The Collapse / 14ymedio, Yoani Sanchez
14ymedio, Generation Y, Yoani Sanchez, 26 April 2016 – In films there
are final epics. Systems whose final moments pass between the sound of
the hammers tearing down a wall and the roar of thousands of people in a
plaza. The Castro regime, however, is going through its death throes
without glorious images or collective heroics. Its mediocre denouement
has become clearer in recent months, in the signs of collapse that can
no longer be hidden behind the trappings of the official discourse.
The epilogue of this process, once called Revolution, is strewn with
ridiculous and banal events, but they are, indeed, clear symptoms of the
end. Like a bad movie with a hurried script and the worst actors, the
scenes illustrating the terminal state of this twentieth century fossil
seem worthy of a tragicomedy:
- Raul Castro erupts in fury at a press conference when asked about the
existence of political prisoners in Cuba, he gets entangled in his
earphones and comes out with some rigmarole a few feet from Barack
Obama, who looks like the owner and master of the situation.
- After the visit of the United States president, the government media
releases all their rage at him, while Barack Obama's speech in the Great
Theater of Havana is number one on the list of audiovisual materials
most requested in the Weekly Packet.
- Two Cuban police officers arrive in uniform on the beaches of Florida,
after having navigated in a makeshift raft with other illegal migrants
who helped them escape from Cuba.
- A group of Little Pioneers, dressed in their school uniforms and
neckerchiefs, contort in sexually explicit movements to the rhythm of
reggaeton at an elementary school. They are filmed by an adult and the
video is uploaded to the social networks by a proud father who thinks
his son is a dance genius.
- Cuban Foreign Minister Bruno Rodriguez accuses Obama of having
perpetrated an attack on "our conception, our history, our culture and
our symbols" a few days after receiving him at the airport and without
having fearlessly said any of these criticisms to his face.
- An obscure official at the Cuban embassy in Spain says in a chat with
"friends of the Revolution" that this is "the most difficult moment and
its history," and calls the coverage of Obama's visit in the foreign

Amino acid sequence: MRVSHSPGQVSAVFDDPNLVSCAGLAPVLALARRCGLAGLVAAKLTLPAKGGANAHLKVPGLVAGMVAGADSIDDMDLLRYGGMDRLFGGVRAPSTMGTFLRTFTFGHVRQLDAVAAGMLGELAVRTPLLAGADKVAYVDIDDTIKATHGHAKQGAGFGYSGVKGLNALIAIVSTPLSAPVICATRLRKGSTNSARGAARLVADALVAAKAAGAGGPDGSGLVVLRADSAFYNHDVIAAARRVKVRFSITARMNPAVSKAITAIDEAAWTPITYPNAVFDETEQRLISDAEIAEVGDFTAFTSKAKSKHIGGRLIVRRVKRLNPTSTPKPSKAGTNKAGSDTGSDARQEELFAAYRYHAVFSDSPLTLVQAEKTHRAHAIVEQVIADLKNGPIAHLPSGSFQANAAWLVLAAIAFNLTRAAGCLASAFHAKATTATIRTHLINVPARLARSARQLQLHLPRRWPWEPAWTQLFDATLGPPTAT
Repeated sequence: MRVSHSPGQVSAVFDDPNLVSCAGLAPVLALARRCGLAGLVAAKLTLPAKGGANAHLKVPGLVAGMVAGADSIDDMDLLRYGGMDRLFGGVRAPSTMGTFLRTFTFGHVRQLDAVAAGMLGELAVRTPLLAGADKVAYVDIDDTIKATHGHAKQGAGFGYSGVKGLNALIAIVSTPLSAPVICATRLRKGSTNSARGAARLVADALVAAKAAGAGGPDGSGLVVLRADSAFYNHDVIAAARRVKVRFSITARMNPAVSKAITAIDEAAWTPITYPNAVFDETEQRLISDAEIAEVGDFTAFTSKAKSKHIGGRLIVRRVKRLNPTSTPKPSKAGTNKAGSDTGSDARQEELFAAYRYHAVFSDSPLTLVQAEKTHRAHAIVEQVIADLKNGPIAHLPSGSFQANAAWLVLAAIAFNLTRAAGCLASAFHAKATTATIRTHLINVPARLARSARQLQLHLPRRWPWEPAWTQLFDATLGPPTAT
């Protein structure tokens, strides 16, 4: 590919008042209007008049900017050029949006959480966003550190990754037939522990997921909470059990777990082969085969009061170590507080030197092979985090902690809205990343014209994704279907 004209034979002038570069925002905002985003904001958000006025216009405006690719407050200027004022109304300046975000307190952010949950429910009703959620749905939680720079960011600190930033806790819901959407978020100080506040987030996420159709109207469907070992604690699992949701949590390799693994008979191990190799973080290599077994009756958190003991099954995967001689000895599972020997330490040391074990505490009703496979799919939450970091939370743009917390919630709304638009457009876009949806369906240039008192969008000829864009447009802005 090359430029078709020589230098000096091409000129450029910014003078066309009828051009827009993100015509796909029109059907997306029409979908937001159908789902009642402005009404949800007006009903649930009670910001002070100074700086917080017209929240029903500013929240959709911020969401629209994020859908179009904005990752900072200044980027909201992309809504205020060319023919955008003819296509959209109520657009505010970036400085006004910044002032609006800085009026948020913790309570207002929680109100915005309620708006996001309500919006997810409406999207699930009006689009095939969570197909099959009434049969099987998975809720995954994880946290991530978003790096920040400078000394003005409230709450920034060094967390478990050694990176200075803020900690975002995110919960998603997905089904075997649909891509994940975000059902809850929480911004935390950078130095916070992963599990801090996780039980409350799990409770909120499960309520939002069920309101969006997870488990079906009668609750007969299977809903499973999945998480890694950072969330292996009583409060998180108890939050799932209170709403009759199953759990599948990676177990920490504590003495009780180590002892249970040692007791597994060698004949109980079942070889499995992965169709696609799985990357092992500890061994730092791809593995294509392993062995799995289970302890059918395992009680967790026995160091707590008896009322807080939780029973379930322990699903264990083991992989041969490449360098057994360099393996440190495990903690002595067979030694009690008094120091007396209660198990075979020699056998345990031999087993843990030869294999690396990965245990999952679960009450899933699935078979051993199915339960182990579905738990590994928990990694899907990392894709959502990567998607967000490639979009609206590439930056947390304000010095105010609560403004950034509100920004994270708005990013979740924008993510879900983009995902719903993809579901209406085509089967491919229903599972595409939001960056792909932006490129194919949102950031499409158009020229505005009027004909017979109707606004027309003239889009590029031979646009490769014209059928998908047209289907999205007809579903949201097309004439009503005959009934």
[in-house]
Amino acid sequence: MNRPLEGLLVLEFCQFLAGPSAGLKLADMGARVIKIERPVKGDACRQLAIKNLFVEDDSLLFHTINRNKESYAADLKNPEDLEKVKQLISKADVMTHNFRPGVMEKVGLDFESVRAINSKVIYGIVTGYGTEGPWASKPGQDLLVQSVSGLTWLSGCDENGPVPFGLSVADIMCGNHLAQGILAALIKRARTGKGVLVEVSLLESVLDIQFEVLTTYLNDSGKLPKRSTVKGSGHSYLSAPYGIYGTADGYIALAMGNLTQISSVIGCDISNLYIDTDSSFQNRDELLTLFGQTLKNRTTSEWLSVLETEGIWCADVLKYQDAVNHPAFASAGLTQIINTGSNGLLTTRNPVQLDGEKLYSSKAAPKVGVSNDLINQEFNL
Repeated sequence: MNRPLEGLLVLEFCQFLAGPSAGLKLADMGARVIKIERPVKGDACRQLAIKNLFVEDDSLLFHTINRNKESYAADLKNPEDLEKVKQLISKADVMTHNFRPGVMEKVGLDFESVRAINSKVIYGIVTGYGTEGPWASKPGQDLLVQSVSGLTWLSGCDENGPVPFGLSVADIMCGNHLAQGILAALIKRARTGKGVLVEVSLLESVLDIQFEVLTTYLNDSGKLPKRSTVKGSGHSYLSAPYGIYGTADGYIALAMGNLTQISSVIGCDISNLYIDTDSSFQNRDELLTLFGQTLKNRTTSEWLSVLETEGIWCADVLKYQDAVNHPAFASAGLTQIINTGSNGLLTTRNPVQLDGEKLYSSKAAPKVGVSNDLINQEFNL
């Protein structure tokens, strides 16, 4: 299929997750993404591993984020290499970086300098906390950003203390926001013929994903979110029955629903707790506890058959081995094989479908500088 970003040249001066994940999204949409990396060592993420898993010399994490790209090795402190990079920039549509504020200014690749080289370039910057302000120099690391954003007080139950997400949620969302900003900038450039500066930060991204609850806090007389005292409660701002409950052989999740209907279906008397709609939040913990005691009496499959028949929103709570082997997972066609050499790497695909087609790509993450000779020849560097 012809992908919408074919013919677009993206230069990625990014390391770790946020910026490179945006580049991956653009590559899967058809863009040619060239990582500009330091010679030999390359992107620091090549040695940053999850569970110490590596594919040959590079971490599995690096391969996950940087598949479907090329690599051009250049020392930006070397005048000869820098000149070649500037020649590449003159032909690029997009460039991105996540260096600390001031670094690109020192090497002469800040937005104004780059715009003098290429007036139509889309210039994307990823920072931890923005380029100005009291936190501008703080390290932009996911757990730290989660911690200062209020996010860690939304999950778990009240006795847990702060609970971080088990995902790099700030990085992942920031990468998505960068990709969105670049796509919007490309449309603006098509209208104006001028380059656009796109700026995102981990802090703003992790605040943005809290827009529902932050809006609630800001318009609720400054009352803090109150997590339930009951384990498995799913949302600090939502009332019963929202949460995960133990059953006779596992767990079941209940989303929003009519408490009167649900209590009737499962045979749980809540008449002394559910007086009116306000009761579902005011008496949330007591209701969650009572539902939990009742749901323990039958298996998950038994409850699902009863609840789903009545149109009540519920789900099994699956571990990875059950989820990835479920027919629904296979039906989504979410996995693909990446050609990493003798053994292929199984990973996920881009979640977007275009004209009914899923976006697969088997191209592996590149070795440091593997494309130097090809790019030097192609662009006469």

media as a "display of an unparalleled cultural, psychological and media
- Raul Castro is unanimously reelected as first secretary of the
Communist Party for the next five years and choses stagnation. Thus, he
loses the last chance to pass into the history books for a gesture of
generosity to the nation, as late as it might be, instead of for his
- Fidel Castro appears at the Congress's closing ceremony, sheathed in
an Adidas jacket, and insists that "we not continue, as in the times of
Adam and Eve, eating forbidden apples."
- A few days after the end of the Party Congress, the government
announces a laughable reduction in prices to try to raise fallen
spirits. Now, an engineer no longer has to work two-and-a-half days to
buy one quart of cooking oil, he only has to work two days.
- Thousands of Cubans throng the border between Panama and Costa Rica
trying to continue their journey to the United States, without the
government of the island investing a single penny to help them have a
roof over their heads, a little food and medical care.
- An economist who explained to the world the benefits of Raul Castro's
reforms and their progress, is expelled from the University of Havana
for maintaining contacts with representatives from the United States and
passing on information about the procedures of the academic center.
- Two young people make love in the middle of the San Rafael Boulevard
in plain view of dozens of onlookers who film the scene and shout
obscene incitements, but the police never arrive. The basic clay of the
Revolution escapes in the individual and collective libido.
The credits start to run and in the room where this lousy film is being
shown only a few viewers remain. Some grew tired and left, others slept
through the long wait, a few monitor the aisles and demand loud applause
from the still occupied seats. An old man is trying to feed a new,
interminable, filmstrip through the projector… but there is nothing
left. Everything is over. All that's left is for the words "The End" to
appear on the screen.
Source: The Collapse / 14ymedio, Yoani Sanchez – Translating Cuba -